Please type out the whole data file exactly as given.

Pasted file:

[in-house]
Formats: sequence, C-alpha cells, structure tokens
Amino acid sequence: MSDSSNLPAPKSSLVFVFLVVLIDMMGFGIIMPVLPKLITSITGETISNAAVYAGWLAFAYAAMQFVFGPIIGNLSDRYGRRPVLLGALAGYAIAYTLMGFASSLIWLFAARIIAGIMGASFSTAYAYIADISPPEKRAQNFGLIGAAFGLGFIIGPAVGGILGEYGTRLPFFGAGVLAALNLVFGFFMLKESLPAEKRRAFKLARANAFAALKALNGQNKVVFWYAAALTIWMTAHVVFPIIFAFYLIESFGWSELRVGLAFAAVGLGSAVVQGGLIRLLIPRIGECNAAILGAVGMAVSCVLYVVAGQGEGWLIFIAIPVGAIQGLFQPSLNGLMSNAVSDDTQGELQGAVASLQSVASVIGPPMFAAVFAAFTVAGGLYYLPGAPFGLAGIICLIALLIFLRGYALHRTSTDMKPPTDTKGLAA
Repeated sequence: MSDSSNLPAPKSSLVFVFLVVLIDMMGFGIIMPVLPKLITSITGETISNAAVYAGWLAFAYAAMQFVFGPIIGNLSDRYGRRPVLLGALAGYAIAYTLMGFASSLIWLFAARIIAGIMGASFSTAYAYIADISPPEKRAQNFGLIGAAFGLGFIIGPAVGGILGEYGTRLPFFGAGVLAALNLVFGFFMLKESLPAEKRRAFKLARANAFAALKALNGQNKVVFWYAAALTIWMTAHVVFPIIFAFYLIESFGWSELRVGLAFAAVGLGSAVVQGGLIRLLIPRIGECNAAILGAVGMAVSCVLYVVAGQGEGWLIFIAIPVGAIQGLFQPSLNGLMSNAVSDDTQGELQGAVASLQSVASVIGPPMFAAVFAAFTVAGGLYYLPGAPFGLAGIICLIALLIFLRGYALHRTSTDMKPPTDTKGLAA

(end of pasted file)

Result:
[in-house]
Formats: sequence, C-alpha cells, structure tokens
Amino acid sequence: MSDSSNLPAPKSSLVFVFLVVLIDMMGFGIIMPVLPKLITSITGETISNAAVYAGWLAFAYAAMQFVFGPIIGNLSDRYGRRPVLLGALAGYAIAYTLMGFASSLIWLFAARIIAGIMGASFSTAYAYIADISPPEKRAQNFGLIGAAFGLGFIIGPAVGGILGEYGTRLPFFGAGVLAALNLVFGFFMLKESLPAEKRRAFKLARANAFAALKALNGQNKVVFWYAAALTIWMTAHVVFPIIFAFYLIESFGWSELRVGLAFAAVGLGSAVVQGGLIRLLIPRIGECNAAILGAVGMAVSCVLYVVAGQGEGWLIFIAIPVGAIQGLFQPSLNGLMSNAVSDDTQGELQGAVASLQSVASVIGPPMFAAVFAAFTVAGGLYYLPGAPFGLAGIICLIALLIFLRGYALHRTSTDMKPPTDTKGLAA
Repeated sequence: MSDSSNLPAPKSSLVFVFLVVLIDMMGFGIIMPVLPKLITSITGETISNAAVYAGWLAFAYAAMQFVFGPIIGNLSDRYGRRPVLLGALAGYAIAYTLMGFASSLIWLFAARIIAGIMGASFSTAYAYIADISPPEKRAQNFGLIGAAFGLGFIIGPAVGGILGEYGTRLPFFGAGVLAALNLVFGFFMLKESLPAEKRRAFKLARANAFAALKALNGQNKVVFWYAAALTIWMTAHVVFPIIFAFYLIESFGWSELRVGLAFAAVGLGSAVVQGGLIRLLIPRIGECNAAILGAVGMAVSCVLYVVAGQGEGWLIFIAIPVGAIQGLFQPSLNGLMSNAVSDDTQGELQGAVASLQSVASVIGPPMFAAVFAAFTVAGGLYYLPGAPFGLAGIICLIALLIFLRGYALHRTSTDMKPPTDTKGLAA